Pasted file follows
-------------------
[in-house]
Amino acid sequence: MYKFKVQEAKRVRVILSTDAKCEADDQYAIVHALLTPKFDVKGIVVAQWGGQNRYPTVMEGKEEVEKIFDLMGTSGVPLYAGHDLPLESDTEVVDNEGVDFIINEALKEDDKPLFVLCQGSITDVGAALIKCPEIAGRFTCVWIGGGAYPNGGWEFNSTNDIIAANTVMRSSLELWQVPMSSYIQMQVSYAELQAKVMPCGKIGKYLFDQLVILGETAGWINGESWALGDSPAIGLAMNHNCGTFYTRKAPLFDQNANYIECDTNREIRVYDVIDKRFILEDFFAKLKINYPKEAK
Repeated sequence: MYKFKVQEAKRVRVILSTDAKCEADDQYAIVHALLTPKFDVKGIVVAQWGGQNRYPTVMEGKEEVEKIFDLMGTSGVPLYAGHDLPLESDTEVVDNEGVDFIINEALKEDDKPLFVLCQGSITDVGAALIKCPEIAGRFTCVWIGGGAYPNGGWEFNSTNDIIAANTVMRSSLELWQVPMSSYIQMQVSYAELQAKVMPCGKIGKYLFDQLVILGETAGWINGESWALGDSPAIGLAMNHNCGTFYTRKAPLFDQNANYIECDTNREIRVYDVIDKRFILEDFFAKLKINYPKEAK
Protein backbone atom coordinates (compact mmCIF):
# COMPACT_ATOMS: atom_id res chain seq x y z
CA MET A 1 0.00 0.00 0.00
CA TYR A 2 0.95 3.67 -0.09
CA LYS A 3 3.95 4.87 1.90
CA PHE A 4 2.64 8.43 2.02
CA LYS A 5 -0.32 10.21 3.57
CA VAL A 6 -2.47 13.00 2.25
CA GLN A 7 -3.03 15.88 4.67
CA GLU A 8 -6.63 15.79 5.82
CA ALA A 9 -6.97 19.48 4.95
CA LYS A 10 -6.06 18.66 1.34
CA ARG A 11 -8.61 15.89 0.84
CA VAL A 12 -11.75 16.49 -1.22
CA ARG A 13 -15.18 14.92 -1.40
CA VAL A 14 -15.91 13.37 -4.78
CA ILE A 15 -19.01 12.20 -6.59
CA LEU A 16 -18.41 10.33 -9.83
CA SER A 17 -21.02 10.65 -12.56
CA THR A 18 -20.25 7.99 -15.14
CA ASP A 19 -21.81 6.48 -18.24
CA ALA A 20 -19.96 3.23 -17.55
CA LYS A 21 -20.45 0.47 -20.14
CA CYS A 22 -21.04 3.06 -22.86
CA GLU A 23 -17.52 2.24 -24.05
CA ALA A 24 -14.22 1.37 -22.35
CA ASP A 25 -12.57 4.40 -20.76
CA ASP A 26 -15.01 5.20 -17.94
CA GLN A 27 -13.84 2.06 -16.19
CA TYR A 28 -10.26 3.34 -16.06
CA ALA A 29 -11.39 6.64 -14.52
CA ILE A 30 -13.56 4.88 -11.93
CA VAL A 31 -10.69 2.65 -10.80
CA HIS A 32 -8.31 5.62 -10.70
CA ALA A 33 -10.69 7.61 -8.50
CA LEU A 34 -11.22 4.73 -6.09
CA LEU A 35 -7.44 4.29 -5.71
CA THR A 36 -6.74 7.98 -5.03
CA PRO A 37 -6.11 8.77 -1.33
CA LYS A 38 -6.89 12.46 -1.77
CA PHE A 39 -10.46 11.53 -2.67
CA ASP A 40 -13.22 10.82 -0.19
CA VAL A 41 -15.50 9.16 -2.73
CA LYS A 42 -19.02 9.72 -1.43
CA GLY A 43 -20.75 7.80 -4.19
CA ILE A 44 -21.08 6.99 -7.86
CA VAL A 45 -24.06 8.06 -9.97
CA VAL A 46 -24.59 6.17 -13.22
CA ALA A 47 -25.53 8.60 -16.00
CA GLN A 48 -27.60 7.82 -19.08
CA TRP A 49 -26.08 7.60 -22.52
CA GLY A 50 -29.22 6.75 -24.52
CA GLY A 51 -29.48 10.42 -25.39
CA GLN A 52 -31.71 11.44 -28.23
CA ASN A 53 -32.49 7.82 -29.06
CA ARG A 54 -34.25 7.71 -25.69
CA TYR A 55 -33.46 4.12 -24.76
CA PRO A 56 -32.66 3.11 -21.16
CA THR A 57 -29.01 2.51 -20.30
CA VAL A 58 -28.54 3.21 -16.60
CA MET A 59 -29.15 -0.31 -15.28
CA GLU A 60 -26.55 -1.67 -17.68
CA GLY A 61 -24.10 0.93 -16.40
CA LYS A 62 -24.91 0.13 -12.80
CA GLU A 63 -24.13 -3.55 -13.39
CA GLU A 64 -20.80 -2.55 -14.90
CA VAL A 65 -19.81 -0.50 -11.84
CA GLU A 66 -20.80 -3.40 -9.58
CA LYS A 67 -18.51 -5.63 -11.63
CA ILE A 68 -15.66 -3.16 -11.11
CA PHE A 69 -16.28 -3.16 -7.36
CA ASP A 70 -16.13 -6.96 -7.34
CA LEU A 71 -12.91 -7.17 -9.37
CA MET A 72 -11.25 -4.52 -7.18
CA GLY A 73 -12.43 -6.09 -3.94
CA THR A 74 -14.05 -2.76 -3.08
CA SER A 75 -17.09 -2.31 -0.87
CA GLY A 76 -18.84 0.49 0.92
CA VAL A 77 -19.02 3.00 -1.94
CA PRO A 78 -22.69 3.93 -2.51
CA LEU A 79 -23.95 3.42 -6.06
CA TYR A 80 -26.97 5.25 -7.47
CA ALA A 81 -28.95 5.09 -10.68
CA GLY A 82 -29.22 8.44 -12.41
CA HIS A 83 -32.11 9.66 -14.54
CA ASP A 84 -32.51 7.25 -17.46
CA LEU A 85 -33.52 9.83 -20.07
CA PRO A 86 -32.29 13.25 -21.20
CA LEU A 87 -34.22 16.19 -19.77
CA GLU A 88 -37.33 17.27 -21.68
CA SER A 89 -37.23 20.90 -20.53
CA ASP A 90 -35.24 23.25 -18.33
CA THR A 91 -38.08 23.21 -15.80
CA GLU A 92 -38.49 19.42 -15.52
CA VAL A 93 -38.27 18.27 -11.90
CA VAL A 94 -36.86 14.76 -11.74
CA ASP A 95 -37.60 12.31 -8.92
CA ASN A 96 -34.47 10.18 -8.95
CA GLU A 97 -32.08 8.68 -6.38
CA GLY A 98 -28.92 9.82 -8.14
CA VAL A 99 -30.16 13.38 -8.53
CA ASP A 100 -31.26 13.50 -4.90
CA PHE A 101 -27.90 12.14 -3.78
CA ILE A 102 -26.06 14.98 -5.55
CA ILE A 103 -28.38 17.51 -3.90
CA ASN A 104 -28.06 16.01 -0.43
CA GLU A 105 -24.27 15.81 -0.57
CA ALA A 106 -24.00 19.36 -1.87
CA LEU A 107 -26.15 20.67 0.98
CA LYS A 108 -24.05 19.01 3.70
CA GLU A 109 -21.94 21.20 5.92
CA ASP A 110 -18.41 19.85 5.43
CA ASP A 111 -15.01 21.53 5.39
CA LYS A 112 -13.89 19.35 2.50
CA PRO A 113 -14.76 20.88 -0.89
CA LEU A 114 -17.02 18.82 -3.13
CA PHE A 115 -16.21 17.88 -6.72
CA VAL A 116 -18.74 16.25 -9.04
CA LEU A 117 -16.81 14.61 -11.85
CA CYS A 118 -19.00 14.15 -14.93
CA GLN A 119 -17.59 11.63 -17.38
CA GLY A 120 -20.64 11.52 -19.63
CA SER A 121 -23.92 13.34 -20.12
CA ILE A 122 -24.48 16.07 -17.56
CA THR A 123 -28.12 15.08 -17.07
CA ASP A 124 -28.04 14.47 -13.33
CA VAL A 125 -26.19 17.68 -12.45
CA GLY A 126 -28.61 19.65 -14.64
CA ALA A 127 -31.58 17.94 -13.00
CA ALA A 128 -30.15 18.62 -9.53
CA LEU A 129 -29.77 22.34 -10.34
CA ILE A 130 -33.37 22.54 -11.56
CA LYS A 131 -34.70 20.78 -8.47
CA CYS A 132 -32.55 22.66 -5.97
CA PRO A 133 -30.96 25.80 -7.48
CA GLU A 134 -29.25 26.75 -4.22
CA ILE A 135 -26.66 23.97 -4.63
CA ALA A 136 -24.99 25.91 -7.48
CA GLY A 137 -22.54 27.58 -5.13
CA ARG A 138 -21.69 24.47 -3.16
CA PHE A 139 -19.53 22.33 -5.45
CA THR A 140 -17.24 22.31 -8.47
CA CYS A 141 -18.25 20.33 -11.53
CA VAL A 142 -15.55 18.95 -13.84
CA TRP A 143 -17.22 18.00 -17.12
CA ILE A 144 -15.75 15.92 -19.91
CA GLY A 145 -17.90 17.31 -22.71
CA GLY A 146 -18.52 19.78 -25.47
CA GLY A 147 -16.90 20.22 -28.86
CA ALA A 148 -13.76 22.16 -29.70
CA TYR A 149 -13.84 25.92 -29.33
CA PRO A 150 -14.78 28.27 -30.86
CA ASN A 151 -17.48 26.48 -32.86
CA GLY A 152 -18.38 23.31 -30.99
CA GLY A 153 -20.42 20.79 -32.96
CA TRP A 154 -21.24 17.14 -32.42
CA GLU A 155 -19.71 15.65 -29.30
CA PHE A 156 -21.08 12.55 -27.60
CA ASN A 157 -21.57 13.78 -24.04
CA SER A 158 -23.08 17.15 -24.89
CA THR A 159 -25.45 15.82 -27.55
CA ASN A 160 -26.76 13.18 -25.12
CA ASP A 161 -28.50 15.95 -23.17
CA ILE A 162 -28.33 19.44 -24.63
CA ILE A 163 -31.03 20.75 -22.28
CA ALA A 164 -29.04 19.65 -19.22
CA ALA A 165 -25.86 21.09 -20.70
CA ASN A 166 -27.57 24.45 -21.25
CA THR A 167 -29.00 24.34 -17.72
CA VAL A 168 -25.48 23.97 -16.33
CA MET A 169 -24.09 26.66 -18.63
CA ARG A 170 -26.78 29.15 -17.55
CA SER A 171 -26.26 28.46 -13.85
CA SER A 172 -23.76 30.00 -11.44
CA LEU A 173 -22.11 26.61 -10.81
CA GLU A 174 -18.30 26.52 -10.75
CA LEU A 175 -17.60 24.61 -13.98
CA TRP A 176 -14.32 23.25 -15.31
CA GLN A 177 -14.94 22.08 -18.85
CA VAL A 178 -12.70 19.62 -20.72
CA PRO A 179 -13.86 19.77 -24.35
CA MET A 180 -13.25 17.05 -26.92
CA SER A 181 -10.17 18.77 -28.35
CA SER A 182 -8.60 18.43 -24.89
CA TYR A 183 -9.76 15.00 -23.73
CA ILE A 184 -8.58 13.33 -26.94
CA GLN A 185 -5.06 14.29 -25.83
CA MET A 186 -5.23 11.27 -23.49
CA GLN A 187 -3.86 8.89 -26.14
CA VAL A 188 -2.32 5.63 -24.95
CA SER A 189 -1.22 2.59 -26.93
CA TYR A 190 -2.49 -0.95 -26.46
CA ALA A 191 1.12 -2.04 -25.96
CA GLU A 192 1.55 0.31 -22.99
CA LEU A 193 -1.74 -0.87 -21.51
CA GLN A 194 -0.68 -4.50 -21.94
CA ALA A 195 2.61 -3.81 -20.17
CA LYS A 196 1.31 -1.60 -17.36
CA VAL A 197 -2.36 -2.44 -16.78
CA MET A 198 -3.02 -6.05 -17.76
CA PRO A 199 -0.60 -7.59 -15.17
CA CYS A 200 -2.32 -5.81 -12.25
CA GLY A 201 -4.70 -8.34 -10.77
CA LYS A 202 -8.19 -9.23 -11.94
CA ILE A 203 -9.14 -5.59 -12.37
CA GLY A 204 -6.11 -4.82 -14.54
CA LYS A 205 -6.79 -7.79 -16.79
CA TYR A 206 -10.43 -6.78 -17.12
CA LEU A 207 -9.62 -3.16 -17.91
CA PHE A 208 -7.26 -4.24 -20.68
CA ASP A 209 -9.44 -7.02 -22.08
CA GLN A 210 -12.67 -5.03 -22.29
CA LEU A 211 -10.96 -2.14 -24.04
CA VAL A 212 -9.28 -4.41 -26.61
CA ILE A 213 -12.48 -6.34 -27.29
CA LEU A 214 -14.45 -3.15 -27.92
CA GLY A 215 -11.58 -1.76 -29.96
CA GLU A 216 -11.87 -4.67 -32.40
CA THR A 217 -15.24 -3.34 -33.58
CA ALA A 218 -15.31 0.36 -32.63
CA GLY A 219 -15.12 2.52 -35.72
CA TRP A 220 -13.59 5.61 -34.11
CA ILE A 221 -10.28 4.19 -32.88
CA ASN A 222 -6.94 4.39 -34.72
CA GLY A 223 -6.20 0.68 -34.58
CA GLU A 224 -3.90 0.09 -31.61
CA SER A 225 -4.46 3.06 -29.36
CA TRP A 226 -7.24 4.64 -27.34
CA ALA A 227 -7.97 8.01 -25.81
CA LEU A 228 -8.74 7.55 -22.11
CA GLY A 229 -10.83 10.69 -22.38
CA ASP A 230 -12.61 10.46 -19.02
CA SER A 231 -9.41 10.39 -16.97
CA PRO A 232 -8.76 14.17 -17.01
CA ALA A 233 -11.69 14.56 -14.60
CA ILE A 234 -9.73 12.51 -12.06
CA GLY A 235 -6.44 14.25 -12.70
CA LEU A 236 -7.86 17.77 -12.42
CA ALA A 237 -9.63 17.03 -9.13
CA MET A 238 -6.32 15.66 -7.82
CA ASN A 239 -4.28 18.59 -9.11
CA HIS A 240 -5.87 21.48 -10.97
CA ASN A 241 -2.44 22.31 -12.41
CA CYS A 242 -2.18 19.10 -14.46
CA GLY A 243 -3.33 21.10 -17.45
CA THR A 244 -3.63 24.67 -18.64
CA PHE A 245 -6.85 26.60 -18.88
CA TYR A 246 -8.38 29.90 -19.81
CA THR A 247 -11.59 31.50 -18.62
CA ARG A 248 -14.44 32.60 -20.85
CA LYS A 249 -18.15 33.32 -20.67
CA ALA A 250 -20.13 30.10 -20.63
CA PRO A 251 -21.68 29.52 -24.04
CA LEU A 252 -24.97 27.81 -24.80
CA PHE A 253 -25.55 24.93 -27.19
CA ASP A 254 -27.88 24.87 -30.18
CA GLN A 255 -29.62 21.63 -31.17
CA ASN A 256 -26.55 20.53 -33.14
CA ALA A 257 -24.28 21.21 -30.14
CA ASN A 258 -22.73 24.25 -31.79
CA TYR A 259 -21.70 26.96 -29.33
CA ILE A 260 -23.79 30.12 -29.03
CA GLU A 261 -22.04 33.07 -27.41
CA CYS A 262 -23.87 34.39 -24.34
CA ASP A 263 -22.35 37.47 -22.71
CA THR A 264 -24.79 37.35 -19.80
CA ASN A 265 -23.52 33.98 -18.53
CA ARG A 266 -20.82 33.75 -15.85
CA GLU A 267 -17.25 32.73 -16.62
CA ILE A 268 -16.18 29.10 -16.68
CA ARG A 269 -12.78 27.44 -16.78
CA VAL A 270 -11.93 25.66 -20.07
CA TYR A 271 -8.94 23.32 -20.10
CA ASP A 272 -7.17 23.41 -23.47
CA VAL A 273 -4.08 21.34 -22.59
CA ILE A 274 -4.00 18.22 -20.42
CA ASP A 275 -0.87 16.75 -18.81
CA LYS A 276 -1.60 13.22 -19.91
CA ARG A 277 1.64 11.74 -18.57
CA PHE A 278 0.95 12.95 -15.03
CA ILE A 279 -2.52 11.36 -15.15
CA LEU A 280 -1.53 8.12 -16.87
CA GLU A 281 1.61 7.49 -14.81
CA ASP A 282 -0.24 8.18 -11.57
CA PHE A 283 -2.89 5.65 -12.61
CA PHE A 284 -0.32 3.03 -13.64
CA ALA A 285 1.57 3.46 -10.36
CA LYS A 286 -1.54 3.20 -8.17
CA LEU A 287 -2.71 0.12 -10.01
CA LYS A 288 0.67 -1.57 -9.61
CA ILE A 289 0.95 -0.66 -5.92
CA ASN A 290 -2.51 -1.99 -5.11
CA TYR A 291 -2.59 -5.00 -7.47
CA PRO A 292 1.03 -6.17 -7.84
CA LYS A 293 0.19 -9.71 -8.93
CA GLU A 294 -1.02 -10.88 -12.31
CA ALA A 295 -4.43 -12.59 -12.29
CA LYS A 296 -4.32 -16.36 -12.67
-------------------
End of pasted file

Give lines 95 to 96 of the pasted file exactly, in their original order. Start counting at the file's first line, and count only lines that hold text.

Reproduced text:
CA ASP A 90 -35.24 23.25 -18.33
CA THR A 91 -38.08 23.21 -15.80